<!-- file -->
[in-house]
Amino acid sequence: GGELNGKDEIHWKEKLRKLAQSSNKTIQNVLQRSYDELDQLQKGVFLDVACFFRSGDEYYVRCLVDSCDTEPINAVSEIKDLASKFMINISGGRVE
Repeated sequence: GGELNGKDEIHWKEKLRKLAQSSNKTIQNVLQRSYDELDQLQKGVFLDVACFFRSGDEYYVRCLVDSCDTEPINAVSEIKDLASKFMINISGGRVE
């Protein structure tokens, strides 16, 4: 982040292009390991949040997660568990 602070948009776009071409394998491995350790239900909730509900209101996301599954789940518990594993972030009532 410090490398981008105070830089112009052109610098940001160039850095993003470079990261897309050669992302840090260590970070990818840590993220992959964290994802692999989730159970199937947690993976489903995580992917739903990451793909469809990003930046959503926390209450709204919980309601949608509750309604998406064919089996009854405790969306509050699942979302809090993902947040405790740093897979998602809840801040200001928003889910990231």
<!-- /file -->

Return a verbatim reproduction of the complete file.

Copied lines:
[in-house]
Amino acid sequence: GGELNGKDEIHWKEKLRKLAQSSNKTIQNVLQRSYDELDQLQKGVFLDVACFFRSGDEYYVRCLVDSCDTEPINAVSEIKDLASKFMINISGGRVE
Repeated sequence: GGELNGKDEIHWKEKLRKLAQSSNKTIQNVLQRSYDELDQLQKGVFLDVACFFRSGDEYYVRCLVDSCDTEPINAVSEIKDLASKFMINISGGRVE
């Protein structure tokens, strides 16, 4: 982040292009390991949040997660568990 602070948009776009071409394998491995350790239900909730509900209101996301599954789940518990594993972030009532 410090490398981008105070830089112009052109610098940001160039850095993003470079990261897309050669992302840090260590970070990818840590993220992959964290994802692999989730159970199937947690993976489903995580992917739903990451793909469809990003930046959503926390209450709204919980309601949608509750309604998406064919089996009854405790969306509050699942979302809090993902947040405790740093897979998602809840801040200001928003889910990231």